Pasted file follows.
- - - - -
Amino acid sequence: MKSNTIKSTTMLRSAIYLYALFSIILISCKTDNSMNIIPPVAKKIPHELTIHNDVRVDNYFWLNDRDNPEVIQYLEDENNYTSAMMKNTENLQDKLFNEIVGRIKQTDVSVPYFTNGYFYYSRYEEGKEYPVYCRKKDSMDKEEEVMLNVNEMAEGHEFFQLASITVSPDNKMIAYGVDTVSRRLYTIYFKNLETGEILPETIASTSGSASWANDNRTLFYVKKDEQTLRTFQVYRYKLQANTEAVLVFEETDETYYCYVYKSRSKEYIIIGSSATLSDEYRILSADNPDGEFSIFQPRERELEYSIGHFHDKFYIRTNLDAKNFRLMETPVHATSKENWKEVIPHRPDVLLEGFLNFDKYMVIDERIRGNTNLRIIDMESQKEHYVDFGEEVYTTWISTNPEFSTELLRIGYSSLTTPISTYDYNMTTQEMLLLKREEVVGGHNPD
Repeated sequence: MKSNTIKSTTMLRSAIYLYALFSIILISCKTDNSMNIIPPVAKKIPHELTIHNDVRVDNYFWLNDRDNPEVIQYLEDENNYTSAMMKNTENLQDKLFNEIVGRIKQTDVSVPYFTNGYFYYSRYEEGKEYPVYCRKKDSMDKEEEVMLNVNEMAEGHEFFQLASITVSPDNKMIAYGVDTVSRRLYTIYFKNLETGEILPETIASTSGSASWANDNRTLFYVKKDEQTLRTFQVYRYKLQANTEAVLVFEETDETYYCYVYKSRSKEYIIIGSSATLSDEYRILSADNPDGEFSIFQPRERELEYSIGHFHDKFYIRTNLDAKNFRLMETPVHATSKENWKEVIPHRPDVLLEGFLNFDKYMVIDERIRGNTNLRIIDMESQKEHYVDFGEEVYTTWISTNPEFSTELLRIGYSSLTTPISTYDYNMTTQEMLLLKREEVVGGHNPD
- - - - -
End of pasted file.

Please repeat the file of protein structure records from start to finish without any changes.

Amino acid sequence: MKSNTIKSTTMLRSAIYLYALFSIILISCKTDNSMNIIPPVAKKIPHELTIHNDVRVDNYFWLNDRDNPEVIQYLEDENNYTSAMMKNTENLQDKLFNEIVGRIKQTDVSVPYFTNGYFYYSRYEEGKEYPVYCRKKDSMDKEEEVMLNVNEMAEGHEFFQLASITVSPDNKMIAYGVDTVSRRLYTIYFKNLETGEILPETIASTSGSASWANDNRTLFYVKKDEQTLRTFQVYRYKLQANTEAVLVFEETDETYYCYVYKSRSKEYIIIGSSATLSDEYRILSADNPDGEFSIFQPRERELEYSIGHFHDKFYIRTNLDAKNFRLMETPVHATSKENWKEVIPHRPDVLLEGFLNFDKYMVIDERIRGNTNLRIIDMESQKEHYVDFGEEVYTTWISTNPEFSTELLRIGYSSLTTPISTYDYNMTTQEMLLLKREEVVGGHNPD
Repeated sequence: MKSNTIKSTTMLRSAIYLYALFSIILISCKTDNSMNIIPPVAKKIPHELTIHNDVRVDNYFWLNDRDNPEVIQYLEDENNYTSAMMKNTENLQDKLFNEIVGRIKQTDVSVPYFTNGYFYYSRYEEGKEYPVYCRKKDSMDKEEEVMLNVNEMAEGHEFFQLASITVSPDNKMIAYGVDTVSRRLYTIYFKNLETGEILPETIASTSGSASWANDNRTLFYVKKDEQTLRTFQVYRYKLQANTEAVLVFEETDETYYCYVYKSRSKEYIIIGSSATLSDEYRILSADNPDGEFSIFQPRERELEYSIGHFHDKFYIRTNLDAKNFRLMETPVHATSKENWKEVIPHRPDVLLEGFLNFDKYMVIDERIRGNTNLRIIDMESQKEHYVDFGEEVYTTWISTNPEFSTELLRIGYSSLTTPISTYDYNMTTQEMLLLKREEVVGGHNPD